Why oh Why?!

At first glance that makes no sense. But on closer look it does, sort of. Early PCI machines were generally Pentium or 486 systems with Intel chipsets. These were almost guaranteed to use the SIO or SIO.A southbridge (82378IB or 82378ZB SIO, or 82378AB SIO.A). And those chipsets did in fact include EISA DMA functionality with full 32-bit addressing!

In 1996, Intel released the 82371FB (PIIX) and 82371SB (PIIX3) southbridge. The PIIX/PIIX3 southbridge no longer included EISA DMA functionality and the 8237 compatible DMA controller could only address 16 MB RAM.

It is hard to be certain but the developement of 386MAX probably effectively stopped sometime around 1997. At that time, PCI machines were becoming common, but not necessarily with more than 16 MB RAM and running DOS. The problem may have slipped under the radar, especially because it probably in practice only affected booting with 386MAX from floppy.

Was it Always Wrong?

That said… I believe that placing the DMA buffer above 16 MB is always wrong in a system with ISA slots. On an EISA (or early PCI) system, the 8237 DMA controller can indeed address the entire 32-bit address space, and that takes care of floppy transfers. But there are also ISA bus-mastering adapters, such as some SCSI HBAs or network cards. And those cannot address more than 16 MB.

If a driver for an ISA bus-mastering adapter uses VDS to allocate a DMA buffer, it expects that the buffer will be addressable by the adapter. That will not be the case when 386MAX allocates the DMA buffer above 16 MB.

Again, the scenario may be exotic enough that it could have slipped through the cracks. Owners of EISA systems would be likely to use EISA storage and network adapters, not ISA. Likewise PCI machines would presumably utilize PCI storage and network adapters. Thus the problem would not be visible.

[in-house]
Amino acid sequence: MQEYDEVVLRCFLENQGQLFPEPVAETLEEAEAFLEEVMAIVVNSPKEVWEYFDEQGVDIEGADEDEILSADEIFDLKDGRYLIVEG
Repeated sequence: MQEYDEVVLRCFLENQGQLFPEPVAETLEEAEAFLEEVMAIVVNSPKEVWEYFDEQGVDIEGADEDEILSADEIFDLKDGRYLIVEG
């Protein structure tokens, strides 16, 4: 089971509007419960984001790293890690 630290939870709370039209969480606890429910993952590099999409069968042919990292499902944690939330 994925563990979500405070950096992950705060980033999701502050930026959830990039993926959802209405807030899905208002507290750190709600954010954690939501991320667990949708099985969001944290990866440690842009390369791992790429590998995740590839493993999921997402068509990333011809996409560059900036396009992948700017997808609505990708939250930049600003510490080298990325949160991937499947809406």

At the same time the system would actually need to have more than 16 MB installed for the problem to show up. That was quite uncommon in the days of 386MAX, let’s say 1995 and earlier. Machines with more RAM did exist, but were vastly more likely to run NetWare, OS/2, Windows NT, or some UNIX variant. At the same time, a PCI machine with 32 MB RAM or more and the older SIO or SIO.A southbridge would actually work, at least for floppy transfers, with the DMA buffer anywhere in memory.

It should be noted that the VDS specifications does not explicitly take this situation into account. It mentions that the VDS scatter/gather lock function may return memory not addressable by DMA, and in that case drivers are supposed to use the dedicated DMA buffer. The DMA buffer is assumed to be always addressable through DMA, but no mention is made of the 16 MB limit on ISA systems. Given that the VDS specification was initially written in 1990 and last updated in 1992, it is entirely plausible that machines with more than 16 MB RAM were not high on the spec writers’ priority list.


386MAX has a NOEISADMA option which forces the DMA buffer to be allocated below 16 MB. This option does not appear to be well documented, but finding was not difficult when reviewing the 386MAX source code. This at least partially solves the problem.